26/09/2018
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Motorhome travel: Discover wildlife in the Southwest of England

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There is surely nowhere more beautiful than the coastline of southwest England in spring. For this trip, we headed for north Cornwall and the neighbouring Hartland Point area of Devon. The focus was two-fold: to look for wildlife and to take photographs of the stunning coastline. It turned out that my wife Sarah’s main aim was to visit teashops and cafés, so a compromise was struck!

Travelling through north Cornwall on our way to Hartland, we stopped for lunch near Widemouth Bay and had a walk along the coast path near Phillip’s Point. It seemed that spring had suddenly arrived. Despite a keen northerly wind, the sun was out and, in sheltered spots, it was very warm. The gorse was a riot of colour, its coconut scent drifted in the air arousing the senses.

Kidney vetch, scurvygrass, thrift, spring squill and sea campion were all in flower and the heady scent of alexanders was attracting St Mark’s flies (the ones that fly with their legs dangling beneath them like some kind of strange undercarriage). There was a constant passage of birds migrating north along the cliff edge. Swallows were flooding into the country and they were joined by house martins.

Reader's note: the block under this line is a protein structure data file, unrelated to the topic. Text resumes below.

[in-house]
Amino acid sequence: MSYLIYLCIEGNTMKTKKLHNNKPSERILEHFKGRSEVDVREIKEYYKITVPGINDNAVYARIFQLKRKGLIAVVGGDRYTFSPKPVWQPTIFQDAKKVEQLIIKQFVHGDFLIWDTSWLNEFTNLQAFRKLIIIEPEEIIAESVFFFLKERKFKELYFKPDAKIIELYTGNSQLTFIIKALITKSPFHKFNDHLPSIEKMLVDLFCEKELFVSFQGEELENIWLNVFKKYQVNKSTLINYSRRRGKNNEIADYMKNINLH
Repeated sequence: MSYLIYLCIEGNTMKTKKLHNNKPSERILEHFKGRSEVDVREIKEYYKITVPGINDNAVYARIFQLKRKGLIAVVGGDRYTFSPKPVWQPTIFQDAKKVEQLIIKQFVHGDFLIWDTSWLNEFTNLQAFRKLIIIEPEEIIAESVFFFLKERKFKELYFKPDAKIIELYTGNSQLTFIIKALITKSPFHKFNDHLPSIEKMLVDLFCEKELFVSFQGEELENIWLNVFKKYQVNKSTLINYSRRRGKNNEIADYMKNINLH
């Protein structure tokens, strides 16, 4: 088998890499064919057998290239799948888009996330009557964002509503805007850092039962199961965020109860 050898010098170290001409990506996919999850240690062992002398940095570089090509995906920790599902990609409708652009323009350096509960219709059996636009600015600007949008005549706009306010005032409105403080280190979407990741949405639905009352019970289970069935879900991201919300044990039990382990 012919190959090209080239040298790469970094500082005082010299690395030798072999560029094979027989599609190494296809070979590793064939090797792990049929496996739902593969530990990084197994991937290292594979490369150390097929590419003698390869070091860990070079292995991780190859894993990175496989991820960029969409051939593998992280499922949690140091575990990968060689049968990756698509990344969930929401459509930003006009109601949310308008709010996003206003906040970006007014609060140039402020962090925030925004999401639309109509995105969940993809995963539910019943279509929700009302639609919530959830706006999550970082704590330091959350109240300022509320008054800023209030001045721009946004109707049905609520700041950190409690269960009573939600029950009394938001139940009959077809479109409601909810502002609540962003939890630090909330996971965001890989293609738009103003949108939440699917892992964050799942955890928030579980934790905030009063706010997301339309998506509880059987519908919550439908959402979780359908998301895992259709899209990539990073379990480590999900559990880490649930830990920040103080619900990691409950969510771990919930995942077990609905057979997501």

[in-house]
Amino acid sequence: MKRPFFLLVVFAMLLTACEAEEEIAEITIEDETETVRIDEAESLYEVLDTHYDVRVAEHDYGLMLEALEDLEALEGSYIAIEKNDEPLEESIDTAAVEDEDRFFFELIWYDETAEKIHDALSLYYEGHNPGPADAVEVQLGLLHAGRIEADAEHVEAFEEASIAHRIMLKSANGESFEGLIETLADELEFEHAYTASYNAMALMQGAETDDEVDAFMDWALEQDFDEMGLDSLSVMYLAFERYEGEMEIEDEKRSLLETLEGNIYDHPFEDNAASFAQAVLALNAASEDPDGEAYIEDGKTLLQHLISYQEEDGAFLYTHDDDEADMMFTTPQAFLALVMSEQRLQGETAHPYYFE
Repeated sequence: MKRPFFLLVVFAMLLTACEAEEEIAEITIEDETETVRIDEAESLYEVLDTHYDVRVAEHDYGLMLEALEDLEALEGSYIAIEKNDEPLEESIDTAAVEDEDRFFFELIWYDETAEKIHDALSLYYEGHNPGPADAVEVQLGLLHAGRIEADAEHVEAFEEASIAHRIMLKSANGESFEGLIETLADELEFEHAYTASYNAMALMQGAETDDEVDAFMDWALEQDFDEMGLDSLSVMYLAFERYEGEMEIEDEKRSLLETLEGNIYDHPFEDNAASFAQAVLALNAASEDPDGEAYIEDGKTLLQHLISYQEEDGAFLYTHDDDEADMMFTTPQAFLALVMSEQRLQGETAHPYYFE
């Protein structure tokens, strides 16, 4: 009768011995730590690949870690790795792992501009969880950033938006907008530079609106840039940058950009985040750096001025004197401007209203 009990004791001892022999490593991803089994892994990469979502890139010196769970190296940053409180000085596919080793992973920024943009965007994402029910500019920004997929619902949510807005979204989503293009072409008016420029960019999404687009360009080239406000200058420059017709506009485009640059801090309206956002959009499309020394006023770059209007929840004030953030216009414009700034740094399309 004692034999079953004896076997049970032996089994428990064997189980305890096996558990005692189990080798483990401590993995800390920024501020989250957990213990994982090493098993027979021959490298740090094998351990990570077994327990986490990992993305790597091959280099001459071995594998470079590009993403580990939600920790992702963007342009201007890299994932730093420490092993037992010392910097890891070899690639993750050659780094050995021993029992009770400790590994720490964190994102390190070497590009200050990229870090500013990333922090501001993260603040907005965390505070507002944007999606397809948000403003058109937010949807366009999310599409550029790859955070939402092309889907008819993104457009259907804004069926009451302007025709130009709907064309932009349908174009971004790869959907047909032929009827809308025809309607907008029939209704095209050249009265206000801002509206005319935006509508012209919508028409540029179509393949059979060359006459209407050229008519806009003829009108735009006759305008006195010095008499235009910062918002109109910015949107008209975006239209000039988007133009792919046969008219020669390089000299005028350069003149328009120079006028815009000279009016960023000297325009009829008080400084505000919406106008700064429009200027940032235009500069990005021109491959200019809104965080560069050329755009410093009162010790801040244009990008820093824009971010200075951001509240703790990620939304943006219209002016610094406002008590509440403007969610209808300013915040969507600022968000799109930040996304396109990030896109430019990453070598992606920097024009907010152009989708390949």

In the scrub I saw my first whitethroats of the year. It’s only at this time of year, when the males return to establish their territories, that they’re obvious. Later in the summer, when they’ve work to do, they revert to type. In fact, an alternative name for the whitethroat is the nettlecreeper because of their secretive nature. Avian treats included a pair of ravens, which patrolled the coast time and time again, their honks and playful displays attracting our attention. A kestrel paused briefly on the clifftop to admire the view and then a peregrine glided across a cove. It wasn’t hunting, just cruising, but it probably scared the wits out of the numerous linnets, stonechats and skylarks in the area! 

Our first campsite at Stoke Barton Farm, near Hartland, served as a base for us to spend two days walking on the coast path, first to the south and then to the north. On each day, our circular routes included teashops. To the south, we returned via Docton Mill, a quaint tearoom with a lovely wooded valley garden. To the north, we went as far as Hartland Point for lunch at the café and returned for a cream tea at Cheristow Lavender tearooms.